2. What is your policy on housing development in the city?
- Deputy Prime Minister’s Community Plan intended to address Health, Economic, Social, Environmental, Educational, Employment inequalities & deprivation via Decent Housing & Quality of Life in Thriving Sustainable Communities (what I had achieved in Agar Grove Estate, London NW1 albeit in a small way some 17 years ago) is sufficient evidence that such common sense business critical ideas neither die nor fade away. What is more significant is that these innovative social entrepreneurial ideas endured in self imposed, self-motivated experience when the only compulsion, as opposed to then ODPM’s & DCLG’s requirements, was that of the residents’ and the estate’s deprivation and need; Truly the customer-led service of all.
- Government’s role was to translate its manifesto pledges and its strategy into National, Regional & local level and deliver its Housing Policies via the Housing Departments of the LAs & RSLs in England & Wales as Decent Housing was seen as vital, critical & fundamental to healthy, educated, thriving and sustainable communities enjoying safety, quality of life, environmental, social & economic well-being. I have been there and delivered it some 20 years ago & have delivering through my suggestion to The Deputy PM (in my visionary paper on Community Cohesion 05/12/2004) about affordable and modular flexible life-time homes – now being built in The Oakgrove Millennium Community, Tattenhoe Park, Oxley Park, MK, and Basingstoke, Hampshire the national exemplar site for the supposedly affordable super-flexible homes for life which are extendable or internally convertible & adaptable as families’ needs grow. MK2031 Master Plan, in which I was a consultee, recommended these super-flexible homes for life being pioneered here – ‘hopefully’ meeting social inclusion, community cohesion & sustainable community agenda.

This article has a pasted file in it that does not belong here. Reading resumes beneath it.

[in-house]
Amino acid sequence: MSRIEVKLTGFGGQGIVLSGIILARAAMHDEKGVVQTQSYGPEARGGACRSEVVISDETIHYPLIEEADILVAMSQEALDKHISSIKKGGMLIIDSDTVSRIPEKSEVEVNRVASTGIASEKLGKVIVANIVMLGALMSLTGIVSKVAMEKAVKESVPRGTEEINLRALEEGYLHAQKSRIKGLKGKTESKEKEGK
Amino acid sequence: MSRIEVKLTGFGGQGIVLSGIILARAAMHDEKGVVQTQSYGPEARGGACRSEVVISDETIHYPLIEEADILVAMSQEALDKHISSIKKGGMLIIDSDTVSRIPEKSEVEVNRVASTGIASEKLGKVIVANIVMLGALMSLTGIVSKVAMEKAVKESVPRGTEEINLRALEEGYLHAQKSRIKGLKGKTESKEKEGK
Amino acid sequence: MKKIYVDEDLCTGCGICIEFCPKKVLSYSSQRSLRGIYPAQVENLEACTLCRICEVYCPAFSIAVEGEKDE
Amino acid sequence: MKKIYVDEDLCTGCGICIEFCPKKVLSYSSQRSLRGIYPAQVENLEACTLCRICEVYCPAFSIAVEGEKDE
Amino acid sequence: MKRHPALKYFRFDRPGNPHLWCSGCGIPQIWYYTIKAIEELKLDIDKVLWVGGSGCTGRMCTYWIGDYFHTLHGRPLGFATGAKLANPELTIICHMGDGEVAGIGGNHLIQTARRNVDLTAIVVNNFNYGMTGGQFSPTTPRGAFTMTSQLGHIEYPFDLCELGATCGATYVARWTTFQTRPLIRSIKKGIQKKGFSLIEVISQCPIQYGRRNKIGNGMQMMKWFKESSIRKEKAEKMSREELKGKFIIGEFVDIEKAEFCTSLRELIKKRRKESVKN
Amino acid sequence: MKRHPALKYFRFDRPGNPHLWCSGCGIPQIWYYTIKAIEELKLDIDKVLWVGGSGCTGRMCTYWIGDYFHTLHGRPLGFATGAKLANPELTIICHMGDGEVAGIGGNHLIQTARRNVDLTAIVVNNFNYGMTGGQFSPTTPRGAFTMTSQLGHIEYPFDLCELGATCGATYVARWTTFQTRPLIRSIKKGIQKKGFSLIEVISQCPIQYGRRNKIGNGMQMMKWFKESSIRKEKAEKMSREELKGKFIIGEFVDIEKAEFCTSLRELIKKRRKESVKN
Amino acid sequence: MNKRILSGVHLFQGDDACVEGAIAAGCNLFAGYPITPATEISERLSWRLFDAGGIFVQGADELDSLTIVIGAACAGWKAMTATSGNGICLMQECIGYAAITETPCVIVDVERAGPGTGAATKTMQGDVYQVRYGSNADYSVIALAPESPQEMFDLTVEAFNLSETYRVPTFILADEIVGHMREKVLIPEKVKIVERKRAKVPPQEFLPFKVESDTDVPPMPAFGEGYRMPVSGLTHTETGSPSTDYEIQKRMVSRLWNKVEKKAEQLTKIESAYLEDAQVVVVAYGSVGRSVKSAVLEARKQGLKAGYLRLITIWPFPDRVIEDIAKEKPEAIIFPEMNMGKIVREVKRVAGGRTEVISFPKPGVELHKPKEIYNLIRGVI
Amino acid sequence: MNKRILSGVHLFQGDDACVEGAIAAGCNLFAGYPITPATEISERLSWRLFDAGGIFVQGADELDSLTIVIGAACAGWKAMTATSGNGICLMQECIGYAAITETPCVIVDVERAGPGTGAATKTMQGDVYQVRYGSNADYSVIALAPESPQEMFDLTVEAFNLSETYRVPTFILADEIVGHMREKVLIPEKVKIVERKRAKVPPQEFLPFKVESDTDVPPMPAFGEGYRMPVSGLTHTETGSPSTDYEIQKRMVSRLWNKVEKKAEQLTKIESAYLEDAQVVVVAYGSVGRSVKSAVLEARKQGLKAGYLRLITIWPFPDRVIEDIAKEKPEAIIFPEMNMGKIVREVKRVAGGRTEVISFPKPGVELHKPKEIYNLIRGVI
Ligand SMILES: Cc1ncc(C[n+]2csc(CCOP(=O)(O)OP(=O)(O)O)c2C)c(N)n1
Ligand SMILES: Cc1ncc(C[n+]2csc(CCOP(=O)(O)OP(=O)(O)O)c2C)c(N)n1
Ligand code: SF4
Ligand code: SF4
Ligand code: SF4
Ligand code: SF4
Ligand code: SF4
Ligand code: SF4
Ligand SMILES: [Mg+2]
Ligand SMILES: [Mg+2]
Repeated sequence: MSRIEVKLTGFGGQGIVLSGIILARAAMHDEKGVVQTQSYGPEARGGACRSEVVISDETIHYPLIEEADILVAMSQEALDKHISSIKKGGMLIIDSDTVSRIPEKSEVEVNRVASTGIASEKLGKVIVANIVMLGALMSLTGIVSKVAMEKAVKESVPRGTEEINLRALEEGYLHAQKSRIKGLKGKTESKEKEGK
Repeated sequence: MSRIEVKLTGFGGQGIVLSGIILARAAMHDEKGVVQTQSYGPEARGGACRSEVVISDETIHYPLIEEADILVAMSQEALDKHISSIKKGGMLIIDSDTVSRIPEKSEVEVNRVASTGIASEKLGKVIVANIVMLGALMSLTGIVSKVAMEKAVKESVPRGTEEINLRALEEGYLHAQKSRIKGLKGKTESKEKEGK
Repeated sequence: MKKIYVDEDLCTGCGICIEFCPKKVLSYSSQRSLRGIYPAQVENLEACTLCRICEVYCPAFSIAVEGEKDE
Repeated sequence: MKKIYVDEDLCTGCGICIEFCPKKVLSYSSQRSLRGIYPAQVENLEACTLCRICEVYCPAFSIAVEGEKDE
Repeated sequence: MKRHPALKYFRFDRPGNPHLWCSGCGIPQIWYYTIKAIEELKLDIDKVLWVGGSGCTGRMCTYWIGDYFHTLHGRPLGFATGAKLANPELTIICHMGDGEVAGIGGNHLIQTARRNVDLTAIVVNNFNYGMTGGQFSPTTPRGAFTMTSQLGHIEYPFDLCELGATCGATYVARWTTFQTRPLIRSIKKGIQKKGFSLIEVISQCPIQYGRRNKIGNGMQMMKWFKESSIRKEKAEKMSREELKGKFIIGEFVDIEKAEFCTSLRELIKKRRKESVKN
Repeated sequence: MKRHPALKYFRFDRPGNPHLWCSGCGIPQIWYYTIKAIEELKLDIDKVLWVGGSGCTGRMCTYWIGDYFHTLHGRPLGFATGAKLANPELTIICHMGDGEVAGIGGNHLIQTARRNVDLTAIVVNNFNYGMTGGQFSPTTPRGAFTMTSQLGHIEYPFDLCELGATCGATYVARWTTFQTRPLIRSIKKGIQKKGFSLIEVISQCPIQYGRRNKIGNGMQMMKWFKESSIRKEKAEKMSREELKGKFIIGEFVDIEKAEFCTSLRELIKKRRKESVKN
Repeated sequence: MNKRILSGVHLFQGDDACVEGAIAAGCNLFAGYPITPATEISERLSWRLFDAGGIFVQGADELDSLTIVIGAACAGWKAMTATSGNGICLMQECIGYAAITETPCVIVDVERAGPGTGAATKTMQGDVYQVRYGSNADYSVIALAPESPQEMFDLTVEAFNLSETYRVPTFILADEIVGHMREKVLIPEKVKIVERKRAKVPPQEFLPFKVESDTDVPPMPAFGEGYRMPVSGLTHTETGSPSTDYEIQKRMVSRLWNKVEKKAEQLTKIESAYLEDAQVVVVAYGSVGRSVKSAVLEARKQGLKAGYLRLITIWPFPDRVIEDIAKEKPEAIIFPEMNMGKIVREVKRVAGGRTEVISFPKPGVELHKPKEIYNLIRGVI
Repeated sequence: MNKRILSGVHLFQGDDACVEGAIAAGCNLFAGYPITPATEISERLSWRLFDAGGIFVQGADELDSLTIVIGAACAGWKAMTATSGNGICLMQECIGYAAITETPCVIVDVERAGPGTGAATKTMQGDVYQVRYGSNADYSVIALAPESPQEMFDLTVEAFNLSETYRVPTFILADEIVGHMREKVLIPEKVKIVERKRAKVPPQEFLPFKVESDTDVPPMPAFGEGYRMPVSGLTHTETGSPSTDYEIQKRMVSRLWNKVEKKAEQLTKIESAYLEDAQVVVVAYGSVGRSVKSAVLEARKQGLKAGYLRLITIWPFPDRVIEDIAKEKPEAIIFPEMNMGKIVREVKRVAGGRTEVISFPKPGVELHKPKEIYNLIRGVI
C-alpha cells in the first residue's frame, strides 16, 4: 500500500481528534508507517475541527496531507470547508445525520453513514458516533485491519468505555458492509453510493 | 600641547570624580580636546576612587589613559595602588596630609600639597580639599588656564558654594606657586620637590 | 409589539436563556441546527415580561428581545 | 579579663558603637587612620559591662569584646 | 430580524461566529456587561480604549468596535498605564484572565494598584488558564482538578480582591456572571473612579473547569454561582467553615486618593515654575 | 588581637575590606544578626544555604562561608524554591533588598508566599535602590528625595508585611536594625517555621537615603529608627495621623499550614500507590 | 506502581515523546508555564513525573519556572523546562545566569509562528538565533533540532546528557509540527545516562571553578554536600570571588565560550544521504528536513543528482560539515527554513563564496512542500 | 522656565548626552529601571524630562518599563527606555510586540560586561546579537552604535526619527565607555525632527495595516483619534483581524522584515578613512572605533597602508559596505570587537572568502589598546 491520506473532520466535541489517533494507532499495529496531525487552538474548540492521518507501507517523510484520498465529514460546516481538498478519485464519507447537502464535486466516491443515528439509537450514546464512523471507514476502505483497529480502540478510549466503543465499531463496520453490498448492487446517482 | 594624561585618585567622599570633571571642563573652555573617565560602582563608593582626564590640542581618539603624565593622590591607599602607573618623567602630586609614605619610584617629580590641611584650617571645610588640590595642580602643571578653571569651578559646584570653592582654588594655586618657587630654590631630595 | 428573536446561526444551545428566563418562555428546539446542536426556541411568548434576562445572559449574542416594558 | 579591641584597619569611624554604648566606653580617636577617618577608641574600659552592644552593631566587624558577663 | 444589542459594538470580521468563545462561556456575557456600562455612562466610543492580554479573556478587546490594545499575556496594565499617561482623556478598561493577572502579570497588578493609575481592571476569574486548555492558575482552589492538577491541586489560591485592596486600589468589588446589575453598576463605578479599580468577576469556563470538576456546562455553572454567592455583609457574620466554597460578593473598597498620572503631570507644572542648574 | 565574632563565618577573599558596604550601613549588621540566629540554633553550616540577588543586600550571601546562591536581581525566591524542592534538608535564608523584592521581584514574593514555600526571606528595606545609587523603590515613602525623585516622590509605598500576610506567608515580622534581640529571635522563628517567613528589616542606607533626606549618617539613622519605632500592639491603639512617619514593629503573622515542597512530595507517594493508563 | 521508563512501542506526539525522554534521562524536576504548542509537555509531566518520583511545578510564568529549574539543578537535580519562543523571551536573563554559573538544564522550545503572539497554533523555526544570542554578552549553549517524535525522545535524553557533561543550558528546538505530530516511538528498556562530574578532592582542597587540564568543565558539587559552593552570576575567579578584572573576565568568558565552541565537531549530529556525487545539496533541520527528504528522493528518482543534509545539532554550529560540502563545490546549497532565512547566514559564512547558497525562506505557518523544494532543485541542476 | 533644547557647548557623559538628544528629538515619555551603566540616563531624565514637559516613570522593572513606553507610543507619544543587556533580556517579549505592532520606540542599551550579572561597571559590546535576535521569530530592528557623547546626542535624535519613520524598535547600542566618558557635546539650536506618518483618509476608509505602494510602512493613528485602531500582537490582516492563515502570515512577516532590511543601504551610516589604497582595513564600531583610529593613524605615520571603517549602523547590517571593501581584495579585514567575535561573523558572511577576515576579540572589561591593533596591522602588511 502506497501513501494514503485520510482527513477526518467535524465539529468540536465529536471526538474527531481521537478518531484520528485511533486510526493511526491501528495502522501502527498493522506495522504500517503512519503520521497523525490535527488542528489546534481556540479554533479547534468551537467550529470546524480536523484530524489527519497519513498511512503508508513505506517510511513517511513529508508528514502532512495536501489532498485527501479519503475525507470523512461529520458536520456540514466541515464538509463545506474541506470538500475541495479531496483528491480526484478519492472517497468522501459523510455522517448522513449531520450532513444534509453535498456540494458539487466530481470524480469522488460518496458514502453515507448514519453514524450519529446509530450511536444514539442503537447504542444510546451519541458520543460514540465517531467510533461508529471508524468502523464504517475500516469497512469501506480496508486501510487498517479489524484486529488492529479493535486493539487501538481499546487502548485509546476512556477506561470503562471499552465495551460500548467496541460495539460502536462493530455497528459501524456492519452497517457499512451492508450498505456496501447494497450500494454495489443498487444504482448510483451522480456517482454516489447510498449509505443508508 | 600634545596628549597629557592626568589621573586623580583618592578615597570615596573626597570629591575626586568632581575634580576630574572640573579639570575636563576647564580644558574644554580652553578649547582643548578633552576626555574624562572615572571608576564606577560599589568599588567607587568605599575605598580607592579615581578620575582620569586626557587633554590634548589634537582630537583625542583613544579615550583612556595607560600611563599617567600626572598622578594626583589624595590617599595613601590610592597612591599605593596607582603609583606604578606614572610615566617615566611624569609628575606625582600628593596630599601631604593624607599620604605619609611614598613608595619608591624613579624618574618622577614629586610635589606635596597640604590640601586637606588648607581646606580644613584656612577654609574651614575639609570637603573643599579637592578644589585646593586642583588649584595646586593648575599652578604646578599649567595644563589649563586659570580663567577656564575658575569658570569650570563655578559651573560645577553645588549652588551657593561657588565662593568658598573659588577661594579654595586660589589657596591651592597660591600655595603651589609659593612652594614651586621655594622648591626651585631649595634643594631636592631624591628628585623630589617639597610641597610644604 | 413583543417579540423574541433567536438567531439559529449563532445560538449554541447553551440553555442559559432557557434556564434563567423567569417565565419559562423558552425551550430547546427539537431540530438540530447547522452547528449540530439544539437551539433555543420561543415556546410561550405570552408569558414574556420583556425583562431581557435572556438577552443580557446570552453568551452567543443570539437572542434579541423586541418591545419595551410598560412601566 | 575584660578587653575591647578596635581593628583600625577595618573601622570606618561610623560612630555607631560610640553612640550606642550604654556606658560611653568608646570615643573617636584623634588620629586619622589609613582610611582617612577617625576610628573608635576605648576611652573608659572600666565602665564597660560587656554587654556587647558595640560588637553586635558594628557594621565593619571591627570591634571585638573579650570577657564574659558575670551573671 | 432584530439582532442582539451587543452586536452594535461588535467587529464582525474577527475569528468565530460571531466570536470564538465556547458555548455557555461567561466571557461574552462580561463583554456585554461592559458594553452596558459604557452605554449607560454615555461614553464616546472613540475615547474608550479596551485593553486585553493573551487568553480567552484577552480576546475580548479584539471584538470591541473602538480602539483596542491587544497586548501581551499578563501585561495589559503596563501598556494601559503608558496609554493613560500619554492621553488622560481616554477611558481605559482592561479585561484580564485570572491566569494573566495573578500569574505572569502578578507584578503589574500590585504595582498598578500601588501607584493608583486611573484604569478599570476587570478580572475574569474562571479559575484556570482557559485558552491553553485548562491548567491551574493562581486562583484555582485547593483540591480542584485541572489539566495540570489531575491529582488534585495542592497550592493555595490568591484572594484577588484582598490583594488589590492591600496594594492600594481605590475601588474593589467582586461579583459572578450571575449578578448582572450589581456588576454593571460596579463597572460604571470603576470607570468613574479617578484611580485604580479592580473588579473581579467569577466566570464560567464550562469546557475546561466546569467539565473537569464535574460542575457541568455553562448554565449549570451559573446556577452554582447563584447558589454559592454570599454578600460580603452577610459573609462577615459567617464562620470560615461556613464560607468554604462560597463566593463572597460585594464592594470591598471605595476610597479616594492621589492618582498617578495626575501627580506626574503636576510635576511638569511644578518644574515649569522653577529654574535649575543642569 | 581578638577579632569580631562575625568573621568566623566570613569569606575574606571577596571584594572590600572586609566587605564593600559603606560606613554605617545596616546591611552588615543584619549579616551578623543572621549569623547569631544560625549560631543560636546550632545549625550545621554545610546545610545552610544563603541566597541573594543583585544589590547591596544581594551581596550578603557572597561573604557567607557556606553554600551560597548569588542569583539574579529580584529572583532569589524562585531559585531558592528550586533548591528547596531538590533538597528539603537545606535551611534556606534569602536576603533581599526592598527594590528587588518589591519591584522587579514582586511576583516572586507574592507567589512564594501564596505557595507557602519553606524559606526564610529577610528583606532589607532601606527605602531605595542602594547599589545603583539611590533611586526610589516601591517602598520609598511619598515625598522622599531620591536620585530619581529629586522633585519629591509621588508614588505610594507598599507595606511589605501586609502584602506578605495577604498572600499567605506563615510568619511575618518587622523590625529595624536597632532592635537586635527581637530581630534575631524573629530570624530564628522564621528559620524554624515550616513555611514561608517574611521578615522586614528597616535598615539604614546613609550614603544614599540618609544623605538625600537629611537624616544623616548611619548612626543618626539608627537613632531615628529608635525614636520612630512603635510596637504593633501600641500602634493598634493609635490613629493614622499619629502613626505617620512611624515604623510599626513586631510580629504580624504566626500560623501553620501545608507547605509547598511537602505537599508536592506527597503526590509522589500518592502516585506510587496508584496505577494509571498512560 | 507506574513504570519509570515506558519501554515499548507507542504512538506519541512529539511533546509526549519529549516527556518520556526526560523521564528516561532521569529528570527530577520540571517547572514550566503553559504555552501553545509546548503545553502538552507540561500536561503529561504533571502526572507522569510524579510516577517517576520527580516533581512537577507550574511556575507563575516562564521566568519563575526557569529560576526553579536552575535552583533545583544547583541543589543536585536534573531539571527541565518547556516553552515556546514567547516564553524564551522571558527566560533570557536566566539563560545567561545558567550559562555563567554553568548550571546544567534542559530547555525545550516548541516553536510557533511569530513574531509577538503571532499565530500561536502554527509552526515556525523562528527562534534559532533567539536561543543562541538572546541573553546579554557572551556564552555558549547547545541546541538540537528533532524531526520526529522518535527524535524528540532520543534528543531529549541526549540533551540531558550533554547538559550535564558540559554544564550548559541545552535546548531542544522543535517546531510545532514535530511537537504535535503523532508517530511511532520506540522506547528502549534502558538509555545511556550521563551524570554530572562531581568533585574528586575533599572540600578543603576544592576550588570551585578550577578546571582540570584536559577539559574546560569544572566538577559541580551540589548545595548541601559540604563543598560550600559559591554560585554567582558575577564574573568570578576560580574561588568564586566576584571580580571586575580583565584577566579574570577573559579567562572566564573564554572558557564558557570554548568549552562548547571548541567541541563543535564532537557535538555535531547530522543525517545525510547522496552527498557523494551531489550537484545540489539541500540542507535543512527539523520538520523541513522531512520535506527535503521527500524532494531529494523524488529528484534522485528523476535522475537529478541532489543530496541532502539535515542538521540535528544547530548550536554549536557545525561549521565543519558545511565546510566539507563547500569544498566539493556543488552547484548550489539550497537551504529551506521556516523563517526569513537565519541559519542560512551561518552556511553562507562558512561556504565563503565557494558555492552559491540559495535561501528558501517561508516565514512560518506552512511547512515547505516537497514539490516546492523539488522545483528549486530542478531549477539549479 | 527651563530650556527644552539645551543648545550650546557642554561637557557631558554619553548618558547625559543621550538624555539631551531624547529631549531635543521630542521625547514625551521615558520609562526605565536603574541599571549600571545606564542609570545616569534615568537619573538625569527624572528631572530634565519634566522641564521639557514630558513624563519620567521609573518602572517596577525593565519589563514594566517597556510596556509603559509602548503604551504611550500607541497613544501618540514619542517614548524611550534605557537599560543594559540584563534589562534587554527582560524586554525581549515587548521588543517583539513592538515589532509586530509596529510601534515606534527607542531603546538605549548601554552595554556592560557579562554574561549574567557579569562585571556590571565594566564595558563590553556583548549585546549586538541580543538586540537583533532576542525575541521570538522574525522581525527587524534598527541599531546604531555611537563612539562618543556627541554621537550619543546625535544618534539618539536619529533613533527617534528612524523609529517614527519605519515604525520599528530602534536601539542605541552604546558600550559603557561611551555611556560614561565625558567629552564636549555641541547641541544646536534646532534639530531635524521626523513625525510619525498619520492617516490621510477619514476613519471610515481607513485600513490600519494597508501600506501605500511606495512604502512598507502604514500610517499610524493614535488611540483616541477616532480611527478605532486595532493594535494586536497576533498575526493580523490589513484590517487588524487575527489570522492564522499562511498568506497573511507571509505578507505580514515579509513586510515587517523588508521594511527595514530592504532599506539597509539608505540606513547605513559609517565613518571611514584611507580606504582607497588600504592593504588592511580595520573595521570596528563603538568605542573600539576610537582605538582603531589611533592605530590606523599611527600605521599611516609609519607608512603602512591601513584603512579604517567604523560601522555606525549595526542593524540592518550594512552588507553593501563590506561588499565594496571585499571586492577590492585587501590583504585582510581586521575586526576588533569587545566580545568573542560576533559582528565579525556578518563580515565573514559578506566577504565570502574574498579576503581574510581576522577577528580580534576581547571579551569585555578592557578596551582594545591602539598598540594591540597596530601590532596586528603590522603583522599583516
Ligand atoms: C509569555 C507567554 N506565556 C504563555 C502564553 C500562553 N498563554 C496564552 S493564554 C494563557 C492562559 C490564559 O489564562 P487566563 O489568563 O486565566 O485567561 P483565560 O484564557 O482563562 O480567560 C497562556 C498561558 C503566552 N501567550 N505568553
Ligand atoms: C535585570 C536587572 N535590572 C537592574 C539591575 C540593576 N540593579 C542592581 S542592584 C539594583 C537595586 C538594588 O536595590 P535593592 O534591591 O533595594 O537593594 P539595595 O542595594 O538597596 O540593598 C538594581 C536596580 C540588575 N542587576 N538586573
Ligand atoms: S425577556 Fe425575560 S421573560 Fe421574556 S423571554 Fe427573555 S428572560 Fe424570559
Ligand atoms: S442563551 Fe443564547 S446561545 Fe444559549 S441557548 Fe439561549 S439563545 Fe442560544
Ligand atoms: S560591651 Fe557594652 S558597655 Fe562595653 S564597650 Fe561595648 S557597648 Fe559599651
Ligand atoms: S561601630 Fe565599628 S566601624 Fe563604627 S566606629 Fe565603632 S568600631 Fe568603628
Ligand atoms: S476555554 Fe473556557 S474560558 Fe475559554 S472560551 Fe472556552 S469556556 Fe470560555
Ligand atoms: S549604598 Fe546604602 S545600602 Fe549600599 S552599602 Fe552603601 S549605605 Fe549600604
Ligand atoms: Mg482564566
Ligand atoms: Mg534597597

- Community Cohesion 05/12/2004 paper argues: Ethnic Pluralism & Social Cohesion indicates that (i) Immigration has not undermined national integrity (ii) Some immigrant groups have progressed well, others not (iii) Labour market integration has been unwisely downplayed (iv) Discrimination persists & thus affects social trust (v) High risk, alienated, left behind groups are the priority (vi) Building common glue is vital but so is the need to avoid overly prescriptive, threatening answers. Promoting solidarity depends on underlying equality in a three-way triangular relationship thus solidarity r equality s diversity. Thus building greater & more explicit cohesion across ethnic lines depends on (i) understanding recent history (ii) learning the lessons of how economic integration has worked abroad and (iii) systematically tackling settled disadvantage. In OU Hustings on 27 April 2005, I had identified the possibility of ‘home-grown bombers’: “The Deputy PM’s Community Plan has completely missed Community Cohesion as a critical issue within it. I am arguing that where there is no injustice, unfairness &/or inequality – there can be no strife, dissatisfaction, disappointment, disaffection, complaint or grievance. In order for Britain to effectively manage and address the internal risks of communal violence and (putting it bluntly) threats of terrorism from left behind groups, is to pay heed to my assertions in the third paragraph (last page) that Discrimination persists & thus affects social trust.”